Every once in a while when I'm a, well, not anymore, since we were from home all the time. But, uh, when I used to go after moving to North Raleigh my first couple of times on five 40 in the morning, going back to our office in Durham, I used to, uh, stop at the stoplight and I'd look at, you know, the person next to me, to my left or my right. And I, you know, give them a little look and like grip the steering wheel real hard. Like, you know, like rev, rev, the engine like yeah, we're going to do this. Right. And you know, usually though it's seven o'clock in the morning, I didn't get, you know, playful reactions back. It was most of the people going, what are you doing

Speaker 2: (12:25)
that is just like, who's this weird guy?

Speaker 1: (12:29)
Every once in a while you get somebody who laughs though. So that's, that makes it, that makes a good, trying to bright bright people's minds a little bit too funny. But yeah, the Kimmy, the traffic's not bad draw market. Great. So, uh, you know, even in the midst of what we're doing right now, you know, the triangle has a lot of businesses that were at the forefront of the working from home movement for a lot of the coronavirus stuff. So a lot of them really embraced that early on and had already been embracing it even before the pandemic and provide those opportunities. I know a friend of mine from, from college, I'd always been jealous of him because since college he'd been working from home pretty much all the jobs that he's had in the tech industry as a computer programmer. He's just been like three, four days a week working from home and uh, you know, live in that lifestyle. And so, you know, he was well prepared for this whole new change that we've all been hit with. So that's the kind of thing that I think is great about living in this area too, is you get, um, businesses that are thinking ahead and forward like that, which is great. So, yeah, definitely worth considering. All right, last but not least, an out-of-towner question here for you, Angie. Do you help connect buyers with lenders, appraisers and other needed professionals?

Speaker 2: (13:33)
Oh yeah. I mean, that's what we're here for, right? Um, we're here to help you with your home surgeon, show you homes and negotiate for you and take you contract to close. But you know, the great thing about our team is we have those resources for vendors as well. You know, it's a one stop shop and we have a great just amazing vendors in place to take care of you and help you along the way as well. So, you know, if you're needing financing, we have two preferred lenders that we work with, you know, one being Jonathan Ellis with fairway independent mortgage who is just fabulous. And so we would love to connect you with our lenders. You know, we have inspectors, I would say to appraisers is not as common just because that's order through your lender. You know, normally we don't need just an independent appraisal, but uh, you know, we have inspectors so once we're under contract we highly advise you to get inspections and we have two preferred inspectors in place. We have our preferred closing attorney, so we have all of those, you know, just specialties in place to make sure that it's, you know, once again a one stop shop, it's seamless as smooth and we get you to the closing table and it's easy peasy.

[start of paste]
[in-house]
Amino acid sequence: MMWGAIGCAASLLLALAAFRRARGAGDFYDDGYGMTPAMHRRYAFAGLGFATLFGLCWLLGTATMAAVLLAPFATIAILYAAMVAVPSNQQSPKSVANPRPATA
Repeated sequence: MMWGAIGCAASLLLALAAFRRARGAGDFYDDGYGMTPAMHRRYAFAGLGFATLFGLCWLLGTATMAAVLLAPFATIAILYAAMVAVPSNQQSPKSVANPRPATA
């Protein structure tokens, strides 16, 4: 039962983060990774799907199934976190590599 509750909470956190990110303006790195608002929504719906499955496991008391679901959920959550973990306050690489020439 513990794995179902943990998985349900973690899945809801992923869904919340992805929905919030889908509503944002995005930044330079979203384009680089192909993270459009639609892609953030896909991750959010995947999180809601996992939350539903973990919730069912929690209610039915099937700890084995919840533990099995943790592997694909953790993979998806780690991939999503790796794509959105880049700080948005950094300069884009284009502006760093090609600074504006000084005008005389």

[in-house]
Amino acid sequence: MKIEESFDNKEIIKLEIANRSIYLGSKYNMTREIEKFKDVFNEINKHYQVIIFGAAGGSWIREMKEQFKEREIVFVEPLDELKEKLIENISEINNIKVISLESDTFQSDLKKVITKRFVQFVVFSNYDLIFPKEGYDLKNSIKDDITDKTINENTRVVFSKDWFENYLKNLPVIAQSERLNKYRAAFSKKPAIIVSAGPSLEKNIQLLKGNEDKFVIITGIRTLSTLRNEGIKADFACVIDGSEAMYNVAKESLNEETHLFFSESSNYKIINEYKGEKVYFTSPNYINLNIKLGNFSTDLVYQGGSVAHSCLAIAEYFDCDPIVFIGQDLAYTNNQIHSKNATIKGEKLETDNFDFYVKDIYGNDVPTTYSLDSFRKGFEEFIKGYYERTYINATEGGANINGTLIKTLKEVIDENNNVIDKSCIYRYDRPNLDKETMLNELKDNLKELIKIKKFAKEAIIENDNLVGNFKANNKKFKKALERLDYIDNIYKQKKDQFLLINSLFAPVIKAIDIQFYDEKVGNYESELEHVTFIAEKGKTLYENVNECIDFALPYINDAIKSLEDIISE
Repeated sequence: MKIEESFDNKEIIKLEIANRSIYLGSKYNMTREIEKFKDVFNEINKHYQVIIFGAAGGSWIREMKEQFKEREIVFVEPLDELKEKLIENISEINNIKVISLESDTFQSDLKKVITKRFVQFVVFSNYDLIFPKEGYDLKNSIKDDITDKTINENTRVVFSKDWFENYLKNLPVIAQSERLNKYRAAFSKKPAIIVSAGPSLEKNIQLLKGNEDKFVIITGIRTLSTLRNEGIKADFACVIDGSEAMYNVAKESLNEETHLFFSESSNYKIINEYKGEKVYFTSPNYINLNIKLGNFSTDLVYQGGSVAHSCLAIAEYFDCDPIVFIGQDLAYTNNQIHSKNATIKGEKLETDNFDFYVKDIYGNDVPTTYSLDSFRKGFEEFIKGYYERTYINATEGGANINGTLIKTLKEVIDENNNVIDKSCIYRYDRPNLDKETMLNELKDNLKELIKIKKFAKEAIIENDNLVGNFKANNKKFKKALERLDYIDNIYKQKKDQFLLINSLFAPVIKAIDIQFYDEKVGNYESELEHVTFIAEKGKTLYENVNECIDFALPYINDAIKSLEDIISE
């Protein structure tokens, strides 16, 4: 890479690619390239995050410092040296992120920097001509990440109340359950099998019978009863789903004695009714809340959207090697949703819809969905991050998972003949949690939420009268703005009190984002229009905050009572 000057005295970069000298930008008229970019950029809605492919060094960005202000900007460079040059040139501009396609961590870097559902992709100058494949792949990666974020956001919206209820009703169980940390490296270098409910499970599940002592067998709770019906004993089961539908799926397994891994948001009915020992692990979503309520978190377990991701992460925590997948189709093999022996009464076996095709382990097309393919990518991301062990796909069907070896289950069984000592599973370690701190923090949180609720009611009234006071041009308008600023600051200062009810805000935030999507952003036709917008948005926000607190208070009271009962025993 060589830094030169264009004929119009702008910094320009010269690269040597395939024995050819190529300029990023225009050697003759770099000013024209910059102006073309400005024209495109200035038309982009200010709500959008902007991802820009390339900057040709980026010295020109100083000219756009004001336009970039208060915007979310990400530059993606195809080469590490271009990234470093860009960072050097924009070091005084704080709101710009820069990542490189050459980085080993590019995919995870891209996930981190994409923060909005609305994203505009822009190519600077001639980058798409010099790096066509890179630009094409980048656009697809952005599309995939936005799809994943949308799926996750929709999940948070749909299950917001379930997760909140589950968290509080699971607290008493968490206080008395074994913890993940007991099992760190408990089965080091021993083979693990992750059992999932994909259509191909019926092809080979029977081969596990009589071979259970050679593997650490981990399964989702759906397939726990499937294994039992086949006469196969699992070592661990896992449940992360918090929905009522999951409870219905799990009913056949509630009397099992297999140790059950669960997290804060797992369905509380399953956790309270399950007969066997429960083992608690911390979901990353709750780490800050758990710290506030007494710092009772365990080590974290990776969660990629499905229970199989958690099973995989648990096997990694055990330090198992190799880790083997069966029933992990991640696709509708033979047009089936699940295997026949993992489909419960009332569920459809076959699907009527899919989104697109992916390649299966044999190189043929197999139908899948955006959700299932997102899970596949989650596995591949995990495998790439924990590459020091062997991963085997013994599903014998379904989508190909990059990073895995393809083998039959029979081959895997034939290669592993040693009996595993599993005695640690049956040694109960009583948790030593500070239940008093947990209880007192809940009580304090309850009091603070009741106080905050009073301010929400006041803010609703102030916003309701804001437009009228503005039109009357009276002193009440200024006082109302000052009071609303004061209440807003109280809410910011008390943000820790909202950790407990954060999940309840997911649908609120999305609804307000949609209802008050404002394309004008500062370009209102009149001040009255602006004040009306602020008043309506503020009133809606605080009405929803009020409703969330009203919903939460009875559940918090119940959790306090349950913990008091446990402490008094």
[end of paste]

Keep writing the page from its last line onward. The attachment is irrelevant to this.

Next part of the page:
Speaker 1: (14:38)
If you want to talk to Angie about buying or selling your next home, you can do that by calling or texting. (919) 538-6477 that's (919) 538-6477 (919) 538-6477 and if you are thinking of buying moving into the area and buying a home, might want to pick up a copy of Angie's home buying guide. This is a guide that Angie has put together that walks you through the process of buying a home, going through all the important steps and teaching you the important terminology that you need to know to get through the process. You can get that guide by texting the word contract to the number five five five eight eight eight again, text the word contract to the number five five five eight eight eight and you can download this week's home buying guide. Just text the word contract to the number five five five eight eight eight and click on the link that we texted back. You've been listening to the savvy real tour podcast. I'm Walter store Holt alongside Angie Cole. She's the owner and broker in charge of Aiko Realty here in the triangle. And if you have questions for Angie, we invite you to go online to a Cole realty.com listen to past podcast episodes on the website, read the blog and all the great information, including the option to find a home right there on the website. That's a Cole realty.com and you can also call Angie with your questions. (919) 578-3128